Waugh scooped

If, like me, you love Evelyn Waugh’s Scoop, then you’ll love Bill Deedes’s account of what it was actually like in Abyssinia during the Italian invasion and afterwards. Deedes was supposed to be the model for William Boot, Scoop‘s hapless hero, but it’s clear that the only aspect of the young Deedes that really corresponds with Boot was his luggage. When Deedes was setting out for the war-zone, few people in London really had a clue about the Abyssinian climate, so he was — perhaps understandably — equipped for every eventuality.

Here’s Waugh, describing Boot’s sartorial and other preparations:

The Foreign Contacts Adviser of The Beast telephoned the emporium where William was to get his kit and warned them of his arrival; accordingly it was General Cruttwell, F.R.G.S., himself who was waiting at the top of the lift shaft. An imposing man: Cruttwell Glacier in Spitsbergen, Cruttwell falls in Venezuela, Mount Cruttwell in the Pamirs, Cruttwell’s Leap in Cumberland marked his travels; Cruttwell’s Folly, a waterless and indefensible camp near Salonika, was notorious to all who had served with him in the war. The shop paid him six hundred a year and commission, out of which, by contract, he had to find his annual subscription to the R.G.S. and the electric treatment which maintained the leathery tan of his complexion.

Before either had spoken, the General sized William up; in any other department, he would have been recognised as a sucker; here, among the trappings of high adventure, he was, more gallantly, a greenhorn.

‘Your first visit to Ishmaelia, eh? Then perhaps I can be of some help to you. As no doubt you know, I was there in ’97 with poor “Sprat” Larkin…’.

‘I want some cleft sticks, please’, said William firmly.

The General’s manner changed abruptly. His leg had been pulled before, often. Only last week there had been an idiotic young fellow dressed up as a missionary…

‘What the devil for?’ he asked tartly.

‘Oh, just for my dispatches, you know.’

It was with exactly such an expression of simplicity that the joker had asked for a tiffin gun, a set of chota pegs and a chota mallet. ‘Miss Barton will see to you,’ he said, and turning on his heel began to inspect a newly-arrived consignment of rhinocerous hide whips in a menacing way.

Miss Barton was easier to deal with. ‘We can have some cloven for you,’ she said brightly. ‘If you will make your selection I will send them down to our cleaver.’

William, hesitating between polo sticks and hockey sticks, chose six of each. Then Miss Barton led him through the departments of the enormous store. By the time she had finished with him, William had acquired a well-, perhaps over-furnished tent, three months’ rations, a collapsible canoe, a jointed flagstaff and Union Jack, a hand-pump and sterilizing plant, an astrolabe, six suits of tropical linen and a sou’wester, a camp operating table and set of surgical instruments, a portable humidor, guaranteed to preserve cigars in condition in the Red Sea, and a Christmas hamper complete with Santa Claus costume and a tripod mistletoe stand, and a cane for whacking snakes. Only anxiety about the time brought an end to his marketing. At the last moment he added a coil of rope and a sheet of tin; then he left under the baleful glare of General Cruttwell.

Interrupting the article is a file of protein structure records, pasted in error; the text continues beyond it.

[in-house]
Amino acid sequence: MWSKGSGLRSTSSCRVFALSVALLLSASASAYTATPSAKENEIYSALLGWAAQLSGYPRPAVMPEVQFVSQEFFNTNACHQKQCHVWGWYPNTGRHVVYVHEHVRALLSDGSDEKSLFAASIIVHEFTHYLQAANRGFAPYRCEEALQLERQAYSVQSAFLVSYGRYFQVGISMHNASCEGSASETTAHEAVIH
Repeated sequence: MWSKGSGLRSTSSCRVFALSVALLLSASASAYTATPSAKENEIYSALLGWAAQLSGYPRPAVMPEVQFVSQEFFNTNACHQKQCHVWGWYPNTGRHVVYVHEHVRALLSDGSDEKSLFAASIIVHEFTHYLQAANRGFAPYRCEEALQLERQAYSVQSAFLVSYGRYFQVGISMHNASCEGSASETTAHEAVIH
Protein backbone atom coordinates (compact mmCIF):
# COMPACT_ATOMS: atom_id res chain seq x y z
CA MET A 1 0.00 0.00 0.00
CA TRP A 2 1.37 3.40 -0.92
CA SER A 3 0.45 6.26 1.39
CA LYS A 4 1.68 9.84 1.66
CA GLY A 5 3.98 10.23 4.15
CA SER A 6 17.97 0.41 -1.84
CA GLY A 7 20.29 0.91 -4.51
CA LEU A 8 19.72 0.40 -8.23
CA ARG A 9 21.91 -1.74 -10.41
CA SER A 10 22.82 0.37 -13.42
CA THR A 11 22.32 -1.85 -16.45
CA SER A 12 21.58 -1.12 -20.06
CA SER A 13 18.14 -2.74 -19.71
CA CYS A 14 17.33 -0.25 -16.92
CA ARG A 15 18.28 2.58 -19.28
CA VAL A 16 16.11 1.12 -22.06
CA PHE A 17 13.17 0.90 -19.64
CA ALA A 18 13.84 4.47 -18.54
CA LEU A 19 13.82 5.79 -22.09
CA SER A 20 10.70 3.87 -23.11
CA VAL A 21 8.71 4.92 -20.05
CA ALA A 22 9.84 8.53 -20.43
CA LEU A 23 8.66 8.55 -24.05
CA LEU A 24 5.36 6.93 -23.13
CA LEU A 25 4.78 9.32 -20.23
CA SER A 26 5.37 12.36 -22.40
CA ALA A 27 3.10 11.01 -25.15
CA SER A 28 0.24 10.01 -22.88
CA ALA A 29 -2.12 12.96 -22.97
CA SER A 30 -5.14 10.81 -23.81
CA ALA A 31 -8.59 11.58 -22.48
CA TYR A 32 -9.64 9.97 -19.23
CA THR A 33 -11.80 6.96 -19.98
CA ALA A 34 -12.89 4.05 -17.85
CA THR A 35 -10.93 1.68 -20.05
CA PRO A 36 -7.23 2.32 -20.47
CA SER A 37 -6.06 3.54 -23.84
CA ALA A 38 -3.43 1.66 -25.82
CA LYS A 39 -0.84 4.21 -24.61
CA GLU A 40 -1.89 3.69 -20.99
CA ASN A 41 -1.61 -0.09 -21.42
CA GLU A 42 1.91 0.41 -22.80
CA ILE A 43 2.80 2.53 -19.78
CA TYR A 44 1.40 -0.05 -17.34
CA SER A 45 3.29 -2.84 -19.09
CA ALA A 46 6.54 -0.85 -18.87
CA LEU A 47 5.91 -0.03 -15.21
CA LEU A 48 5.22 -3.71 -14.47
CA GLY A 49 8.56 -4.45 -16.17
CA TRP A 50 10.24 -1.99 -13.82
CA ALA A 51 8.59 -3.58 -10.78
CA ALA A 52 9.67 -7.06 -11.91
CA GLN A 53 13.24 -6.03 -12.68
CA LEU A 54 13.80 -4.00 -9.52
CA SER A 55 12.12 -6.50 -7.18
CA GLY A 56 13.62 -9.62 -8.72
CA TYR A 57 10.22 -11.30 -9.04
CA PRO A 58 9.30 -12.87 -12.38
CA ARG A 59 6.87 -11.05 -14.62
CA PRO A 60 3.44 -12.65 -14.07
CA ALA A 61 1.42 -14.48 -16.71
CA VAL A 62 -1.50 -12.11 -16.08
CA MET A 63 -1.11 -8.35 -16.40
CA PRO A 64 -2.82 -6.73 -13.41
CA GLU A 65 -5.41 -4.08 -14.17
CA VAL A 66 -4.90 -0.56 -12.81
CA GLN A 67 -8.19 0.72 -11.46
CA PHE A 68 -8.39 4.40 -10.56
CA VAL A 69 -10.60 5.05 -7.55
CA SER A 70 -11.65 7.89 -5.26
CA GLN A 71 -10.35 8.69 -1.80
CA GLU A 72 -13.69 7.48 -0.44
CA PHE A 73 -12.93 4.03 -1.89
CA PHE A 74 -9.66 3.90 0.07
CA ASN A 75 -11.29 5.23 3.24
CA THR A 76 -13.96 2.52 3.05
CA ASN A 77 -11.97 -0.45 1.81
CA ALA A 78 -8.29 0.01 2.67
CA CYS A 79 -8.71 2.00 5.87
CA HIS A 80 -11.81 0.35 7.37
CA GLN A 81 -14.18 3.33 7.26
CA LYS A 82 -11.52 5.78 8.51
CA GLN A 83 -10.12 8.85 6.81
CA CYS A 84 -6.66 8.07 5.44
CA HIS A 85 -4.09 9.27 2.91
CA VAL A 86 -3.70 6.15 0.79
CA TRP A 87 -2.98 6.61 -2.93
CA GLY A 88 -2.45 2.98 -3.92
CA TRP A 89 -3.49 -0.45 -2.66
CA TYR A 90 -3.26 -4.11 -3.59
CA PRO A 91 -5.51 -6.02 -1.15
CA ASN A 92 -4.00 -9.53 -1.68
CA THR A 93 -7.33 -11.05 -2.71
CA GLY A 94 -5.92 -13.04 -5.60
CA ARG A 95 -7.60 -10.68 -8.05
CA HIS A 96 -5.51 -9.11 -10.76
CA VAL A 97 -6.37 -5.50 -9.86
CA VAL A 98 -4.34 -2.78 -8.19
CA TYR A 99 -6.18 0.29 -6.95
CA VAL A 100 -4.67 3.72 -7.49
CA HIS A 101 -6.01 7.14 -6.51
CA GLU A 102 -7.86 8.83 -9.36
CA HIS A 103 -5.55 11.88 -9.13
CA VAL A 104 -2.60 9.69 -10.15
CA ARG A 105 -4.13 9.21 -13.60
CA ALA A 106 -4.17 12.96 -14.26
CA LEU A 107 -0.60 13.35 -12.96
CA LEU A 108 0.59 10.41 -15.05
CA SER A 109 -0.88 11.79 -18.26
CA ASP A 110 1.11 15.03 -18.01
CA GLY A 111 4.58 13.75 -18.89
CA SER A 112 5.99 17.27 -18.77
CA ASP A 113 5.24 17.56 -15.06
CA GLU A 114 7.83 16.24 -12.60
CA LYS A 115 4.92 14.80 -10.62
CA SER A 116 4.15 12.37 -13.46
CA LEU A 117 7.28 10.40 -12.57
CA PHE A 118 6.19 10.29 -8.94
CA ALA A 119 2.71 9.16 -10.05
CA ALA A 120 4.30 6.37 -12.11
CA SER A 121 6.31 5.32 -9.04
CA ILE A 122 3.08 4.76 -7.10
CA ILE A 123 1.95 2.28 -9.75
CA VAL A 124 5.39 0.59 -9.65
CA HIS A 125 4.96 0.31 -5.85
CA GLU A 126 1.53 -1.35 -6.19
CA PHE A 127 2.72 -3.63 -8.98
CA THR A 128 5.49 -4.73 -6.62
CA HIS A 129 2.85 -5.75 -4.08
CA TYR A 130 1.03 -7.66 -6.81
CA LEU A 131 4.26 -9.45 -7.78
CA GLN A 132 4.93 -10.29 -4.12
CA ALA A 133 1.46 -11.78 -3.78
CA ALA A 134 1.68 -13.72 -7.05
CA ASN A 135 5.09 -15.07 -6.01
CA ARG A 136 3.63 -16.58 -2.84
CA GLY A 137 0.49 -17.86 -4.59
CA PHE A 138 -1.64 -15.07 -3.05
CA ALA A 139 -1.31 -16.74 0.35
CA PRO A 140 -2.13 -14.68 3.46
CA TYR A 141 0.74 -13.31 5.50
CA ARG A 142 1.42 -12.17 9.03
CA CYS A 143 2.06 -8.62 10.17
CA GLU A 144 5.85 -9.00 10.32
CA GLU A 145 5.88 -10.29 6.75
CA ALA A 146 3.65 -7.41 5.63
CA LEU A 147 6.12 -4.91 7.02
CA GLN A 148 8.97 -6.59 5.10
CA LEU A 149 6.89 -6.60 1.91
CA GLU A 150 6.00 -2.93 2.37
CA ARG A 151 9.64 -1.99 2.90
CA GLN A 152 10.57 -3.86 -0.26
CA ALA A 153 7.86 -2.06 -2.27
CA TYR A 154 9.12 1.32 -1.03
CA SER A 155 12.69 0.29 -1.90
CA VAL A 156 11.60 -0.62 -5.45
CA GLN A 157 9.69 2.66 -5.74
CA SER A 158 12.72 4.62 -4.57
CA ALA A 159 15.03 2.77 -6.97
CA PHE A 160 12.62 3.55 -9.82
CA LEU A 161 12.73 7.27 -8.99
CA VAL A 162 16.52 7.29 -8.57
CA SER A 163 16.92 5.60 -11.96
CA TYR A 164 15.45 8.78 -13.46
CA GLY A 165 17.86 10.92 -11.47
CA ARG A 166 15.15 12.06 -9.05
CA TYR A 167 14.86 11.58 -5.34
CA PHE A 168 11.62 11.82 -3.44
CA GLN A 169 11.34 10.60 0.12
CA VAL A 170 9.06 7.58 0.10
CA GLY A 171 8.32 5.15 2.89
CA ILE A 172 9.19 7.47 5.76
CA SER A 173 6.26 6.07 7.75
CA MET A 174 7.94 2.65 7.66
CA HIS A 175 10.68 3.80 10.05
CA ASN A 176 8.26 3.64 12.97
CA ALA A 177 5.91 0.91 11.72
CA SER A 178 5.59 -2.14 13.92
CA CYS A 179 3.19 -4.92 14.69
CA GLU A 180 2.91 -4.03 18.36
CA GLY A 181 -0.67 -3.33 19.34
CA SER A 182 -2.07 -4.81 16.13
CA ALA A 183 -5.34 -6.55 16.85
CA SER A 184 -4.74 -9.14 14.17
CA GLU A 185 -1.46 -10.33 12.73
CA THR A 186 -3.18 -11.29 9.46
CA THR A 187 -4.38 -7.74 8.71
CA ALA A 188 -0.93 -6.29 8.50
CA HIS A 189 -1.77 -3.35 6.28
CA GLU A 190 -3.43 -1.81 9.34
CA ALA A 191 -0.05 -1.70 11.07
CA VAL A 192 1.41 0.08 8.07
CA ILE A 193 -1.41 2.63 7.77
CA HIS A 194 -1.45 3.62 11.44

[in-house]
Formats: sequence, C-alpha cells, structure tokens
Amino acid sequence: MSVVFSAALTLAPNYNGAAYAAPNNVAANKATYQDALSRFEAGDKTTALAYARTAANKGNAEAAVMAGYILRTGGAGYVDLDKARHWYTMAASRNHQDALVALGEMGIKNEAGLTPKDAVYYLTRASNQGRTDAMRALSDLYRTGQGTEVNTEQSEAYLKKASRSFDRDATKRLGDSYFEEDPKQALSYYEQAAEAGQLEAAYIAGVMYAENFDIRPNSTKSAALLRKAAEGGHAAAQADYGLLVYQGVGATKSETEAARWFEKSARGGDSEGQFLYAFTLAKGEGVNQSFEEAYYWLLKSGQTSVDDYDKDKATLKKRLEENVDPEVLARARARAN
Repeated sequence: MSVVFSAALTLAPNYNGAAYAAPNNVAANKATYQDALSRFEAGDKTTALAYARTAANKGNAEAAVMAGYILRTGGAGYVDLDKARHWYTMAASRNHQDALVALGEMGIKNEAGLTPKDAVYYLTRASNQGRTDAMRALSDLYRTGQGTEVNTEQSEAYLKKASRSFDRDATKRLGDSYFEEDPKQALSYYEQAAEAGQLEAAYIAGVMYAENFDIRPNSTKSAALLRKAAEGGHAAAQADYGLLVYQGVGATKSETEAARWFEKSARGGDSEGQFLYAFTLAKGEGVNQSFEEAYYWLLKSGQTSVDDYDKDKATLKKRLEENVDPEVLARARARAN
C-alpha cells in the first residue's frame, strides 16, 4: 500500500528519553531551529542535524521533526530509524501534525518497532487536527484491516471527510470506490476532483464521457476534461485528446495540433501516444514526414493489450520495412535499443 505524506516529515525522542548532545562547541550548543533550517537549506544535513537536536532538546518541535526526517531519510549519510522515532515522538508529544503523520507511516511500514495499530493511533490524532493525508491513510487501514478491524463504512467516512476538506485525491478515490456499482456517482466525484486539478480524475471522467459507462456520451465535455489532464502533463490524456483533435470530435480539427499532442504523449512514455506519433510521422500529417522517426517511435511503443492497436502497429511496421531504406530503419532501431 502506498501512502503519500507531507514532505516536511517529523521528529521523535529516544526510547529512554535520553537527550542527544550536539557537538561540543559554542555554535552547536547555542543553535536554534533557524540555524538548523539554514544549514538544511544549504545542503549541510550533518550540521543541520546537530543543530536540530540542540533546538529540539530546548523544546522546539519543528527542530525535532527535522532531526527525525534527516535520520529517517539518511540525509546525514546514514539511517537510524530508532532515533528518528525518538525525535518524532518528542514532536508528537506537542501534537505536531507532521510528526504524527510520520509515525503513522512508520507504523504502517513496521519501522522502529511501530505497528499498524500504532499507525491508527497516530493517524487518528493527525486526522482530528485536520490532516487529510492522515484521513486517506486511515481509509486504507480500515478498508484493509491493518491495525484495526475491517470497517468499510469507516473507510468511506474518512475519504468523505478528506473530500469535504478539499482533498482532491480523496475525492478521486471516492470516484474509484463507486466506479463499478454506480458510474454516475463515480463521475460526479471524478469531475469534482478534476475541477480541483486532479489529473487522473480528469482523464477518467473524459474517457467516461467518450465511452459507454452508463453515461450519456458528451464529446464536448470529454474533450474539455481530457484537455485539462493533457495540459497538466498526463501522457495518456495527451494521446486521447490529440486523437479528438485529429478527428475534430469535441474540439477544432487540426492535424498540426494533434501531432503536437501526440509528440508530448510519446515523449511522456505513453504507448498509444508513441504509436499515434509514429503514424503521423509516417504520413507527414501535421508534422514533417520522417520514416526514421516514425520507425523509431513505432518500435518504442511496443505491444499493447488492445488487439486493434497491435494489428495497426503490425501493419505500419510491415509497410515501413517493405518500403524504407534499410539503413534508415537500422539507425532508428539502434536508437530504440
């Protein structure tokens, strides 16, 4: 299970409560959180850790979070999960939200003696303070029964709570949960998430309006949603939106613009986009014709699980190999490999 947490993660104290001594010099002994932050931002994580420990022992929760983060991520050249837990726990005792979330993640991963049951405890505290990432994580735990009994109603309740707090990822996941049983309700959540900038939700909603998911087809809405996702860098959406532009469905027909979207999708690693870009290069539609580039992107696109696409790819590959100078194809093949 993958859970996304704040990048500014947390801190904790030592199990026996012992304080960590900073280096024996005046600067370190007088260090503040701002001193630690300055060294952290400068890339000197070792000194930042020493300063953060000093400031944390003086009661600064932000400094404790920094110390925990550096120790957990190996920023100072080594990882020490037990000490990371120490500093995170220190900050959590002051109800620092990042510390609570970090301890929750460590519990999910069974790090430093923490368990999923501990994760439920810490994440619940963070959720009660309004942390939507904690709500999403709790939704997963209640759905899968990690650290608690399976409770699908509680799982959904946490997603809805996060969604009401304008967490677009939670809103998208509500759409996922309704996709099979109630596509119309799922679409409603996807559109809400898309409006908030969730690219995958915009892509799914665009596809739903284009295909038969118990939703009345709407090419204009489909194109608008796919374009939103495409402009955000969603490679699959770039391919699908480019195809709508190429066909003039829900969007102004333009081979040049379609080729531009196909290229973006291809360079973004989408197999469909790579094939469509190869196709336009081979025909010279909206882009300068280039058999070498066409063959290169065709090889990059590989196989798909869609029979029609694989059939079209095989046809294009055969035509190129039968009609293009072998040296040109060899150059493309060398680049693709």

And here’s Deedes, describing his:

“At Austin Reed in Regent Street, where Ellis [Mervyn Ellis, the Morning Post’s news editor] and I made most of our purchases, the notion of preparing me for an extended siege was greeted with enthusiasm. We were persuaded to buy, among other things: three tropical suits, riding breeches for winter and summer, bush shirts, a sola topi, a double-brimmed sun hat, a camp bed and sleeping bag, and long boots to deter mosquitoes at sundown. To contain some of these purchases we bought two large metal uniform cases and a heavy trunk made of cedar wood and lined with zinc to keep ants at bay…

At the Army and Navy Stores in Victoria Street, we found a department that specialized in kitting out those bound for the tropics. They knew where Abyssinia was and could suggest the right medicines for the region. These included bottles of quinine pills which were then reckoned to be the best protection against malaria. The Army and Navy also produced slabs of highly nutritious black chocolate — an iron ration for emergencies to go inside the zinc-lined trunk. Our purchases in all weighed just under 600 pounds — a quarter of a ton.”

I prefer Waugh’s version. You can tell that this all took place before the invention of RyanAir — who now impose a strict 10kg limit on cabin baggage and 15kg on anything that’s going in the hold.